Shinto (Japanese: 神道) is a form of Japanese animism. It has many kami, translated as gods or nature spirits. Some "kami" are just spirits of certain places, and some are the overall "kami" (like "Amaterasu", the Sun goddess). The word "Shinto" comes from the Japanese words "神", shin—the word for spirit or god, and "道", tō—the word for "the way" or "path". So, Shinto means "the way of the gods."
State Shinto was the main religion of Japan before World War II. During the period 1868 to 1945 the Japanese government used Shinto for propaganda. All Japanese were forced to register with their local shrine. All Shinto priests worked for the government. War was seen as a sacred duty. The Emperor of Japan was seen as a god. Japanese Buddhism was also involved with the war effort (See Zen at War).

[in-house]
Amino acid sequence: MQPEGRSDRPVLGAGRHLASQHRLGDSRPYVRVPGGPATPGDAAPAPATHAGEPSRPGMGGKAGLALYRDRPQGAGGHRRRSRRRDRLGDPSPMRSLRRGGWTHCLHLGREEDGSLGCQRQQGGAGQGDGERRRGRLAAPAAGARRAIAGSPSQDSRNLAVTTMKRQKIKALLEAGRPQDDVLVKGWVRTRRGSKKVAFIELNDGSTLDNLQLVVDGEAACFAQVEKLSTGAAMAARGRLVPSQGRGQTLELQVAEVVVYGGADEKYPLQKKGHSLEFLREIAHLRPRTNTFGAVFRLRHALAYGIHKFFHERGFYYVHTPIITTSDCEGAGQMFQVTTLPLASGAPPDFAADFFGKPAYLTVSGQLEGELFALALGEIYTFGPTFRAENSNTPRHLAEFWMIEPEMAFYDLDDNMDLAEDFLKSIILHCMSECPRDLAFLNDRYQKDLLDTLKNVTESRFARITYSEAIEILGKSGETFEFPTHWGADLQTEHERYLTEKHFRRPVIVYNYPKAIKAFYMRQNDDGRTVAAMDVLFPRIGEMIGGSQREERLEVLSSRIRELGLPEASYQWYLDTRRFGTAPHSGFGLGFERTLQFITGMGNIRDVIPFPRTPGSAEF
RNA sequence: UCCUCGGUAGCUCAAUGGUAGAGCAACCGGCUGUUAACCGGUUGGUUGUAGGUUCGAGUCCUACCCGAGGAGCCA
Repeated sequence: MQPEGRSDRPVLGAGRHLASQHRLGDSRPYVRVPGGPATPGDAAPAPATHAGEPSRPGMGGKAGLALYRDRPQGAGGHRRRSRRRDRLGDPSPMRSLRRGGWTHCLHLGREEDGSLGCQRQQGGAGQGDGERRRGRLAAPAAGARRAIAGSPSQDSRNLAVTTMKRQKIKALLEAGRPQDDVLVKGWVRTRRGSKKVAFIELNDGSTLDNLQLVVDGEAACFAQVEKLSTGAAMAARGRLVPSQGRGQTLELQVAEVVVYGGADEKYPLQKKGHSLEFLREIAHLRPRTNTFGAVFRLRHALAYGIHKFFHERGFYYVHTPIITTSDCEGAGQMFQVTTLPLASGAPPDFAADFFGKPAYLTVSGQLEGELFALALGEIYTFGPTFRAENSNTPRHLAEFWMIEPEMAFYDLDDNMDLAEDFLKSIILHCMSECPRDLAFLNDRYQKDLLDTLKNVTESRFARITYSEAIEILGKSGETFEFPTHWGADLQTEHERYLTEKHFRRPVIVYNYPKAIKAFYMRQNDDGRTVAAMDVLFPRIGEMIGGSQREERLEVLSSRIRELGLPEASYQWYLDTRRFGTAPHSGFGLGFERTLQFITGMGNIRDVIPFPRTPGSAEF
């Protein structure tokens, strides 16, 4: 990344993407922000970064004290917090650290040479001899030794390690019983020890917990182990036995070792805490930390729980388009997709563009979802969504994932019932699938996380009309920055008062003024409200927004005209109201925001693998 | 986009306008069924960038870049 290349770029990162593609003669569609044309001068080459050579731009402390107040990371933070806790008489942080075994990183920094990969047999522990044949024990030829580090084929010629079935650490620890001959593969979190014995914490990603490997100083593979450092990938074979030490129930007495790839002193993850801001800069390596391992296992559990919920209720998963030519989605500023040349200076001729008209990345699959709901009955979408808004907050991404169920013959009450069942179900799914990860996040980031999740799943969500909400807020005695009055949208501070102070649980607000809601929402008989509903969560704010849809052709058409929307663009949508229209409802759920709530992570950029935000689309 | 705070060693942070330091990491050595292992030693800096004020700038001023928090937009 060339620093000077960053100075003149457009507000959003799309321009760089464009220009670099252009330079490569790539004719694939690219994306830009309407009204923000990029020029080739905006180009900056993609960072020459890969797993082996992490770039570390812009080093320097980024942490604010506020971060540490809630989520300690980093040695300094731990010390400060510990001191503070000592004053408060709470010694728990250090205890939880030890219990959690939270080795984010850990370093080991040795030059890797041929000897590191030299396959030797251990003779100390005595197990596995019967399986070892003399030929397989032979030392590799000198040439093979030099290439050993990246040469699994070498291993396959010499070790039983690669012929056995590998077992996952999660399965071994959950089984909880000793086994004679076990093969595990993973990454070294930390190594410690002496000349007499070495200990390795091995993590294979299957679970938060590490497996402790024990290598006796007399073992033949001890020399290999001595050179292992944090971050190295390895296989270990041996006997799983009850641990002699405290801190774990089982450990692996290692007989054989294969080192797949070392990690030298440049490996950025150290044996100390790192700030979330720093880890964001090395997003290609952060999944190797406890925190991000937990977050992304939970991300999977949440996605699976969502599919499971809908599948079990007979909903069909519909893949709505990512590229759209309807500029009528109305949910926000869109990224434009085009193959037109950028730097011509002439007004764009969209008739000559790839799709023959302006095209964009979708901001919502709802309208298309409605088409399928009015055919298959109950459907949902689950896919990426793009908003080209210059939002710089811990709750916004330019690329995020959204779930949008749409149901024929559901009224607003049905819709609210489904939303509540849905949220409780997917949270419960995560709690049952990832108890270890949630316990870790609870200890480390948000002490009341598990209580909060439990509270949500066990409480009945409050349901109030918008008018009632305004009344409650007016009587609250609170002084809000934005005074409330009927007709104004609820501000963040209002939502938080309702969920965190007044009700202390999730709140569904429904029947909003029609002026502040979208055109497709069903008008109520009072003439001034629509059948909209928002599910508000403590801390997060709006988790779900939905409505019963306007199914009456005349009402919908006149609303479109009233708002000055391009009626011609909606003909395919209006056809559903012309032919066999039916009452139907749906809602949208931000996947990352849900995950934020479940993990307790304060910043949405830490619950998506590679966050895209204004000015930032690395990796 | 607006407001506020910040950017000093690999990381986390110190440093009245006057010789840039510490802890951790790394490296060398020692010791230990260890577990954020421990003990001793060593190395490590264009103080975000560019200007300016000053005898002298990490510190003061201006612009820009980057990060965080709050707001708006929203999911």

Shinto has many rituals and customs, and some are done every day. Festivals are frequent. Some people mix Shinto and Buddhist rituals and beliefs.
- Although Jinja-Honcho manages almost all shrines, some, such as Yasukuni, are run separately.
- Amaterasu, the Sun Goddess, is seen as the holiest of all Shinto kami. Her shrine is in Ise, Japan.
- Kokugakuin University Encylopedia of Shinto Archived 2009-04-03 at the Wayback Machine